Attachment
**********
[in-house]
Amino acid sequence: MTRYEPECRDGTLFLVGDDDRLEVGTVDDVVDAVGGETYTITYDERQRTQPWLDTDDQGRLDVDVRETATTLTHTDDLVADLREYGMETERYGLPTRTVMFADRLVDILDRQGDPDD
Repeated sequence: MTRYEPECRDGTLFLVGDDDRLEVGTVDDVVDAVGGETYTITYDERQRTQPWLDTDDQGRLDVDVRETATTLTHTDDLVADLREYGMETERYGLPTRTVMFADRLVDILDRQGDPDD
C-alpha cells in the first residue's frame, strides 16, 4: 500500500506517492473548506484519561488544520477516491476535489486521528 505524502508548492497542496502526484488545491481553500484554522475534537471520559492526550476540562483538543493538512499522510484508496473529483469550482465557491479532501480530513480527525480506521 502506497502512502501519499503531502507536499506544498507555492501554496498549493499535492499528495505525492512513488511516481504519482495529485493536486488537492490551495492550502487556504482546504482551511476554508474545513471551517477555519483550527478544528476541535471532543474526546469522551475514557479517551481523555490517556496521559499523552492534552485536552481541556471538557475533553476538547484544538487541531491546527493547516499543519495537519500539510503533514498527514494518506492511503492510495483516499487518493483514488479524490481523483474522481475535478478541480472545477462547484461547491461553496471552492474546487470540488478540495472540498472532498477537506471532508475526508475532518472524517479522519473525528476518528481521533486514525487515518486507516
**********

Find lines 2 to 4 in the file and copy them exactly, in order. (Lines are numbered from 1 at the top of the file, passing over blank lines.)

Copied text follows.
Amino acid sequence: MTRYEPECRDGTLFLVGDDDRLEVGTVDDVVDAVGGETYTITYDERQRTQPWLDTDDQGRLDVDVRETATTLTHTDDLVADLREYGMETERYGLPTRTVMFADRLVDILDRQGDPDD
Repeated sequence: MTRYEPECRDGTLFLVGDDDRLEVGTVDDVVDAVGGETYTITYDERQRTQPWLDTDDQGRLDVDVRETATTLTHTDDLVADLREYGMETERYGLPTRTVMFADRLVDILDRQGDPDD
C-alpha cells in the first residue's frame, strides 16, 4: 500500500506517492473548506484519561488544520477516491476535489486521528 505524502508548492497542496502526484488545491481553500484554522475534537471520559492526550476540562483538543493538512499522510484508496473529483469550482465557491479532501480530513480527525480506521 502506497502512502501519499503531502507536499506544498507555492501554496498549493499535492499528495505525492512513488511516481504519482495529485493536486488537492490551495492550502487556504482546504482551511476554508474545513471551517477555519483550527478544528476541535471532543474526546469522551475514557479517551481523555490517556496521559499523552492534552485536552481541556471538557475533553476538547484544538487541531491546527493547516499543519495537519500539510503533514498527514494518506492511503492510495483516499487518493483514488479524490481523483474522481475535478478541480472545477462547484461547491461553496471552492474546487470540488478540495472540498472532498477537506471532508475526508475532518472524517479522519473525528476518528481521533486514525487515518486507516